Python has a tool called lambda that allows to create anonymous functions on the fly.

In the following example the make_incrementor function returns a new, anonymous function.

In Python using lambda

def make_incrementor(n):
    return lambda x: x + n

f3 = make_incrementor(3)
f7 = make_incrementor(7)

print(f3(2))    #  5
print(f7(3))    # 10
print(f3(4))    #  7
print(f7(10))   # 17

In Perl using anonymous functions

use strict;
use warnings;
use 5.010;

sub make_incrementor {
    my ($n) = @_;
    return sub {
        my ($x) = @_;
        return $x + $n;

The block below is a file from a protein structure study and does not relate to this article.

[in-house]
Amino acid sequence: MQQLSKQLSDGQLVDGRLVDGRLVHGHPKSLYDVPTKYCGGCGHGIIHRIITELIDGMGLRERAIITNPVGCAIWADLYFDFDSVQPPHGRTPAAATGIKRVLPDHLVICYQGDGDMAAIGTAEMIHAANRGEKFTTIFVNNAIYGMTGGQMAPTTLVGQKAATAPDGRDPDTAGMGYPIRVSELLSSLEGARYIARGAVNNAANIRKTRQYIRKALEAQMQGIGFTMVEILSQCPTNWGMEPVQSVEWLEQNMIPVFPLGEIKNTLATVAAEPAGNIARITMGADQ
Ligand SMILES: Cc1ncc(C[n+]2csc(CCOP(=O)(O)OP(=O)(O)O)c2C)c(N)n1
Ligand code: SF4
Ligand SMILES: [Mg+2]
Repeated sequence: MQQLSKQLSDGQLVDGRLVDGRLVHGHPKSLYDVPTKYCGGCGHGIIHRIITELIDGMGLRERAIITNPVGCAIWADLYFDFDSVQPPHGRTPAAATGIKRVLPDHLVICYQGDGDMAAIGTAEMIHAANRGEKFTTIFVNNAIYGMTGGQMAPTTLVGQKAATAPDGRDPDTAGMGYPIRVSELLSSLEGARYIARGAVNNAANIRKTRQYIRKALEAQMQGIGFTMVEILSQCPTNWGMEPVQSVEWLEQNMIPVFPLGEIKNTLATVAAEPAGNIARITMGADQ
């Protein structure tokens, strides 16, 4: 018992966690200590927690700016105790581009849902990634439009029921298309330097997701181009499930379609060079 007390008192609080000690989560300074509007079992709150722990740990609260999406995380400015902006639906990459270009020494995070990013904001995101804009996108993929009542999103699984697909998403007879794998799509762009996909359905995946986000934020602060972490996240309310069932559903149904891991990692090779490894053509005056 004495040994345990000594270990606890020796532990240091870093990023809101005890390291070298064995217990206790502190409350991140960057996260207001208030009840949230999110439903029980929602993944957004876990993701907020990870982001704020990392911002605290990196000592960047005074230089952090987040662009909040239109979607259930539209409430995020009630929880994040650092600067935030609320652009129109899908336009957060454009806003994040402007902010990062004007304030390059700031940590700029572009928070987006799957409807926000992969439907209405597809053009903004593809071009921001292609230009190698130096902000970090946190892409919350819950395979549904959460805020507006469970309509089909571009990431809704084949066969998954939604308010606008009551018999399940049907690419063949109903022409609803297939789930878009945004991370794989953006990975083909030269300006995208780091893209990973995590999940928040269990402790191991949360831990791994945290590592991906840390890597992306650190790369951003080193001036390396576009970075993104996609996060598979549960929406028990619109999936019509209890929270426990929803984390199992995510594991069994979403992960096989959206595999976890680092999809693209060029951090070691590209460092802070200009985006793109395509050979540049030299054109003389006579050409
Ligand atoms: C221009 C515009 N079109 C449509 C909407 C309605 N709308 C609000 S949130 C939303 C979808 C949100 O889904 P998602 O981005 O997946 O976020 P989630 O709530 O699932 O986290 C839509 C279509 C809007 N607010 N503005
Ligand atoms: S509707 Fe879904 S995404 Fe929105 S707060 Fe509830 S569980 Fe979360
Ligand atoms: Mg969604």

my $f3 = make_incrementor(3);
my $f7 = make_incrementor(7);

say $f3->(2);    #  5
say $f7->(3);    # 10
say $f3->(4);    #  7
say $f7->(10);   # 17

In this code, the variable $n stays alive even after the call to make_incrementor ends as it is referenced from the anonymous function returned by make_incrementor.

$f3 and $f7 are references to the anonymous functions generated and returned by make_incrementor. If we printed out the content of these variables using say $f3 we would get something like this: CODE(0x7fe9738032b8) revealing the fact that they are indeed references to executable code.

The way to de-reference them is to write: $f3->(2).

Perl without extra local variable

sub make_incrementor {
    my ($n) = @_;
    return sub { $n + shift }

This could be use to replace the above implementation of the make_incrementor.